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or STHENNIS (Σθένις, Σθέννις, the former is the form used by the ancient writers, the latter in extant inscriptions), a statuary of Olynthus is mentioned by Pliny as contemporary with Lysippus and others, at the 114th Olympiad, B. C. 323. (H. N. 34.8. s. 19. The false reading of this passage, in the common editions, makes Sthenis a brother of Lysistratus; whereas Lysistratus was the brother, not of Sthenis, but of Lysippus : the true reading is given in Sillig's edition.)

His works, as enumerated by the same writer, were the following : the statues of Ceres, Jupiter, and Minerva, which stood in the Temple of Concord at Rome, and also flentes matronas, et adorntes, sacrificantesque. (Ibid. § 33.) Other writers mention, as one of the best of his works, the statue of Autolycus, which was carried to Rome by Lucullus, after the taking of Sinope. (Strab. xii. p.546a.; Plut. Luc. 23, Pomp. 10 ; Ap pian. Mithr. 83.) He also made two statues of Olympic victors, Pyttalus and Choerilus. (Paus. 6.16.7, 17.3 )

In addition to these notices of the artist, important information may be derived from two extant inscriptions. From one of these we learn that he made a statue of the philosopher Bion. the base of which still exists, bearing the words, ΣΘΕΝΙΣ ΕΠΟΙΕΙ. (Spon, Miscell. p. 126. ) The other, which is of far more consequence, is on of the fragments of a base discovered at Athens, in 1840, on the plateau in front of the western portico of the Parthenon. This base appears to have been a massive structure of masonry, faced with marble plates, and supporting a group of at least five statues. Several of the marble plates were found, bearing the names of the persons whose statues, dedicated by themselves, the base originally supported, and of the artists who made them, or at least some of them. One of these inscriptions is ΣΘΕΝΝΙΣ ΕΠΟΗΣΕΝ, and another ΛΕΩΧΑΠΗΣ ΕΠΟΗΣΕΝ. Hence we learn, not only the true form of the artist's name, but also the important facts, that he exercised his art at Athens, in connection with the most distinguished artists of the later Attic school, and that he was contemporary with Leochares, who flourished about Ol. 102-111, B. C. 370-335. This furnishes another striking example of the looseness with which Pliny groups artists together under certain fixed dates. A curious phenomenon is presented by inscriptions on the other sides of this base, bearing the names of Augustus, Drusus, Germanicus, and Trajan, and showing how ancient statues were appropriated.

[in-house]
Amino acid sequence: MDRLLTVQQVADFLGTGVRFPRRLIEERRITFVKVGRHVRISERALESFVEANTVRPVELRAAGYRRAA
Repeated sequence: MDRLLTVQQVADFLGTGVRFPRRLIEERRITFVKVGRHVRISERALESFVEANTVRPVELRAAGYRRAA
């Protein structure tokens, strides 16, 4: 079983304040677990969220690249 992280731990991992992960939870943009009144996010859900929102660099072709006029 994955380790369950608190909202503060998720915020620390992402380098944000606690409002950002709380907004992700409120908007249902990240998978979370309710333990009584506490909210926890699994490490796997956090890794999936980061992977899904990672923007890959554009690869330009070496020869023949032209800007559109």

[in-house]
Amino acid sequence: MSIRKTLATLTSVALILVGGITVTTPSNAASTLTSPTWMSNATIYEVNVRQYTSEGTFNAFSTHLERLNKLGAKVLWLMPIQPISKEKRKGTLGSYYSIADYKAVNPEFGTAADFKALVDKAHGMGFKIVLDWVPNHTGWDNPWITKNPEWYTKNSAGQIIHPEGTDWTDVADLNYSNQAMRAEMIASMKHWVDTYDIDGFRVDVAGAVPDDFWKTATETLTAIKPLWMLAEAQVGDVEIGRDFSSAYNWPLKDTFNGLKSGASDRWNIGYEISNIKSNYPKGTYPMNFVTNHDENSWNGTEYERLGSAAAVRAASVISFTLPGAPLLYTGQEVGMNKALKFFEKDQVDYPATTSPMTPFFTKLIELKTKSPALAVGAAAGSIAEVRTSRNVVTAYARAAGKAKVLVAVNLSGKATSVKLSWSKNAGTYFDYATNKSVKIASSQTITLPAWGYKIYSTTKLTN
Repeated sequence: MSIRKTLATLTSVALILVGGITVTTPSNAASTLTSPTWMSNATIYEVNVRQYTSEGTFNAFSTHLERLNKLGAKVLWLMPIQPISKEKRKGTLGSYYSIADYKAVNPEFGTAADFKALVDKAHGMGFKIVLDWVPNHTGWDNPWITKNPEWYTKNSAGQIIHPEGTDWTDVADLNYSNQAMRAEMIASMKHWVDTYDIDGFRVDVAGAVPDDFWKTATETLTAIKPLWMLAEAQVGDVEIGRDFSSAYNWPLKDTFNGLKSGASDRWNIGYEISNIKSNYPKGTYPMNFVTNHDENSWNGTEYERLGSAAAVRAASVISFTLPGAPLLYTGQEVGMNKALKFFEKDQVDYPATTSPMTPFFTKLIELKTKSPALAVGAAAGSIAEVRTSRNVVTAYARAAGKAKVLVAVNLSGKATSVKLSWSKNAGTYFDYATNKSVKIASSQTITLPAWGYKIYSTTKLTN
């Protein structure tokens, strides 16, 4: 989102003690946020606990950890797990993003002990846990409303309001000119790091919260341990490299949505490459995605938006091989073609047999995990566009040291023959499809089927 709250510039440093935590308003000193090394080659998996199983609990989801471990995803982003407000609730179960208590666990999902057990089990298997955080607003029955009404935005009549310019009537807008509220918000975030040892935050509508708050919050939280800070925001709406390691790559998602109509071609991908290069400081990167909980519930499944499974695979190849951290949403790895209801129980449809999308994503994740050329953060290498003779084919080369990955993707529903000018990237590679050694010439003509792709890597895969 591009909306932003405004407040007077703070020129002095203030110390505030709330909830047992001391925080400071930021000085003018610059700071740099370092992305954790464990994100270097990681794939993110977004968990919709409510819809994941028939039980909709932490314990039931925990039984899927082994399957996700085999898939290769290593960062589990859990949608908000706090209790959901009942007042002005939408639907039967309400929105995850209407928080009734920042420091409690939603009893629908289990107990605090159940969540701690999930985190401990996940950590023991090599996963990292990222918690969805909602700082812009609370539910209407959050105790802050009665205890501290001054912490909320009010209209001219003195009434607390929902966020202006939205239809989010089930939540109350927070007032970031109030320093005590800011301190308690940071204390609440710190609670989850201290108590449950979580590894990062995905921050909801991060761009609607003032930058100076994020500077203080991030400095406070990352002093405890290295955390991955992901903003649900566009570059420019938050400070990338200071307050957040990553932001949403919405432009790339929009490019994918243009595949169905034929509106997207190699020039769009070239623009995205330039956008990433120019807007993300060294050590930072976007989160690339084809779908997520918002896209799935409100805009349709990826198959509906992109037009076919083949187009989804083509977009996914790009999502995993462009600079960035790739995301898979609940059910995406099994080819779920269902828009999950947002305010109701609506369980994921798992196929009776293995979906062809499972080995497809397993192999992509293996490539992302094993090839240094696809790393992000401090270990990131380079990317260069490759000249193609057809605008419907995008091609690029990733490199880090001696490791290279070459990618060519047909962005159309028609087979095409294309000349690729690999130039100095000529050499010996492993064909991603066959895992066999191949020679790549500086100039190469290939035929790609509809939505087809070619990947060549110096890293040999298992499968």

Further Information

Ross, Kunstblatt, 1840, No. 32; R. Rochette, Lettre à M. Schorn, pp. 407, 408; Nagler, Künstler-Lexicon, s. v.


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